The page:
Should you set up your own VPN server?

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VPNs, or Virtual Private Networks, are wonderful tools for protecting your privacy. They allow you to change your device’s IP address, secure your internet traffic, and protect your online anonymity, all at the same time.

TechRadar is constantly keeping track of the best VPN (opens in new tab) on the market, with plenty of options for Windows, Mac, and beyond. However, if DIY is your thing, you can also set up your own VPN server (not a VPN router) at home. Read on to find out which option is right for you.

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Reasons why you should set up your own VPN server

Setting up your own VPN server at home may sound like a daunting task. However, it might be the right solution for people who fall into certain categories.

You want to be in charge of your data: When you use a VPN service, you are hiring a company to route your internet traffic so that your data remains private and secure. However, some people don’t like the idea of having to rely on someone else to protect their privacy. If you fall into this category, then setting up a VPN server at home is the best way to maintain total control over your data.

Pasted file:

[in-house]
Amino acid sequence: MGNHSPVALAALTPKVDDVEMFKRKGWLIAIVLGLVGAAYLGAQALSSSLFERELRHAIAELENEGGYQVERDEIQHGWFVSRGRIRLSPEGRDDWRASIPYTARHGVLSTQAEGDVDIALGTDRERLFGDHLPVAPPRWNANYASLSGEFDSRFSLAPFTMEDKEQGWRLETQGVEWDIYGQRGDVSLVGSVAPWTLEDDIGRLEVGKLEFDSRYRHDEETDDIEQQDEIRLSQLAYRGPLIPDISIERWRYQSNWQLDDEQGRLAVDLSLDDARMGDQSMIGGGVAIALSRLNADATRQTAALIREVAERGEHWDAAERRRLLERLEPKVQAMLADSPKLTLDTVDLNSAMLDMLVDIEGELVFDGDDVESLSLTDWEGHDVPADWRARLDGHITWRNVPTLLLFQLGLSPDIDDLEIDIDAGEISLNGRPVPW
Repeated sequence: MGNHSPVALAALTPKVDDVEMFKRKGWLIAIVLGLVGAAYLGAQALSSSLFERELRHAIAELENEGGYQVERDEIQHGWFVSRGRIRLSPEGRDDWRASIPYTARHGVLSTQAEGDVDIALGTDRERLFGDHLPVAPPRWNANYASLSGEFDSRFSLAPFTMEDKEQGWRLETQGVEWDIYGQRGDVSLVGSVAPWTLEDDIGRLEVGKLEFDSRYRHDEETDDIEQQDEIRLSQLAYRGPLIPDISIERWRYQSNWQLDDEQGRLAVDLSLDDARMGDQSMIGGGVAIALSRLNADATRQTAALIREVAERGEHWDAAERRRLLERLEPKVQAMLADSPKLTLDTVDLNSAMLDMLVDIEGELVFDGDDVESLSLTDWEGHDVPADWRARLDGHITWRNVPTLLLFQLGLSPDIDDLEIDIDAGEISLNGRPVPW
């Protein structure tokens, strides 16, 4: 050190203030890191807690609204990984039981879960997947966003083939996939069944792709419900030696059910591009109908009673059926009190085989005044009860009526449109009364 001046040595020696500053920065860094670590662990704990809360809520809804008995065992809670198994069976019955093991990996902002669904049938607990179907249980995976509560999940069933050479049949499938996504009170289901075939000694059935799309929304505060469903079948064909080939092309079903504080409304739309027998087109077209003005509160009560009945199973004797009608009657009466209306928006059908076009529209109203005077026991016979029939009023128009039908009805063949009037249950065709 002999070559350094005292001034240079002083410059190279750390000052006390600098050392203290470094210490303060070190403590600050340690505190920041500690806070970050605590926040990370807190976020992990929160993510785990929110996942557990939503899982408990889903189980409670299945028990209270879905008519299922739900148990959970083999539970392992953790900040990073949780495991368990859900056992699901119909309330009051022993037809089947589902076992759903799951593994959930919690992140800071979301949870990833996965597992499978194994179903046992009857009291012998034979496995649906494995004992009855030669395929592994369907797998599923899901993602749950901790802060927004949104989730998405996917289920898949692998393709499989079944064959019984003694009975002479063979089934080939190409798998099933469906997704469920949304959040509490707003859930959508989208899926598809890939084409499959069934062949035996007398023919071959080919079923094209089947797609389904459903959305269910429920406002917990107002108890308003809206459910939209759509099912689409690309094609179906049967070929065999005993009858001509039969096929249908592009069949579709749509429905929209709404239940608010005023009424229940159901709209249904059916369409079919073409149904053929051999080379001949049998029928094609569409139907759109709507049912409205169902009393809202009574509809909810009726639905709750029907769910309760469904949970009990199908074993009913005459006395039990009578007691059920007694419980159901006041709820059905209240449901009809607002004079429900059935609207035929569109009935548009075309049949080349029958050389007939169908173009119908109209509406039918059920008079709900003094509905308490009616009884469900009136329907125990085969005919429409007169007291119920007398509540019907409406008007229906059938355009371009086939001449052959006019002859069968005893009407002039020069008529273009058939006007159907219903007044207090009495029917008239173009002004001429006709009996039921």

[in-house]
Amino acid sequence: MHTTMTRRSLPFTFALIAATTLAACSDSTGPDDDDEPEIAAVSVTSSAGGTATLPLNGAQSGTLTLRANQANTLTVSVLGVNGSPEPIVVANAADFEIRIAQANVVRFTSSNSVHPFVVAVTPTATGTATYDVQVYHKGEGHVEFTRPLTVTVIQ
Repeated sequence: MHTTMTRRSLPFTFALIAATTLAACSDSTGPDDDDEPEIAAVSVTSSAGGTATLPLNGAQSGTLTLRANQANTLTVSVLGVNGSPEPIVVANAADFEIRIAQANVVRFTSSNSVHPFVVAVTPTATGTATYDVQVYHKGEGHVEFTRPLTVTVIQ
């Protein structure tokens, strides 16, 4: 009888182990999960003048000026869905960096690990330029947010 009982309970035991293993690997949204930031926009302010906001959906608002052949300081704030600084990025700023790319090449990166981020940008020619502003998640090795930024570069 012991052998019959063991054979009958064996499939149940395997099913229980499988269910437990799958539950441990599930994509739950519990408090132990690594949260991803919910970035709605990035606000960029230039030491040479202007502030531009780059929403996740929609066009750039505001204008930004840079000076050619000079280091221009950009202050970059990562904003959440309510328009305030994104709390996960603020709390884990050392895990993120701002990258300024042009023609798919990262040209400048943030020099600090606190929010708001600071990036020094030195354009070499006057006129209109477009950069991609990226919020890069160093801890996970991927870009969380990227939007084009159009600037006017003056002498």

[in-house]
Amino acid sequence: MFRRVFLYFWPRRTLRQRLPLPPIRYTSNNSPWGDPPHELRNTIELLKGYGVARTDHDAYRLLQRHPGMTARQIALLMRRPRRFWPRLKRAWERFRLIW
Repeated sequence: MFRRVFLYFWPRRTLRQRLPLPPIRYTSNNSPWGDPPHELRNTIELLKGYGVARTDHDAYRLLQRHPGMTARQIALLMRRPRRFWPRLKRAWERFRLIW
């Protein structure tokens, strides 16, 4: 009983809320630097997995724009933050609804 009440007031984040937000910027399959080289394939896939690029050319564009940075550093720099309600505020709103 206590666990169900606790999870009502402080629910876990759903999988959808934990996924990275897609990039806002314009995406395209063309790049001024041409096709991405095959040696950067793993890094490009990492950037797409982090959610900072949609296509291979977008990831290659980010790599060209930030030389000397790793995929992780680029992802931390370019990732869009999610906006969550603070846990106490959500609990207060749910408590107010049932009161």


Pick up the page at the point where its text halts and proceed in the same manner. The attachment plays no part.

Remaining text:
You have a small business with a secure local network that you want to access remotely: A lot of businesses have company networks for storing important files and communicating among employees. For security reasons, you often only want this network accessible to computers on company premises. When you want a staff member to be able to access this network remotely, VPN technology offers a secure solution.

Big organizations can hire IT firms to devise bespoke VPN servers to secure remote logins. However, smaller companies might need to rely more on improvised solutions. Setting up your own VPN server in the office is one way you can secure remote access to your company network without shelling out big bucks. You can always explore business VPNs as an alternative.

You are plain curious about VPN servers: Setting up your own VPN is a puzzle with many solutions – you can run a VPN server through your router, desktop computer, even a Raspberry Pi. And with cloud hosting options, you have plenty of choices in terms of how you route traffic between your devices and your personal VPN server.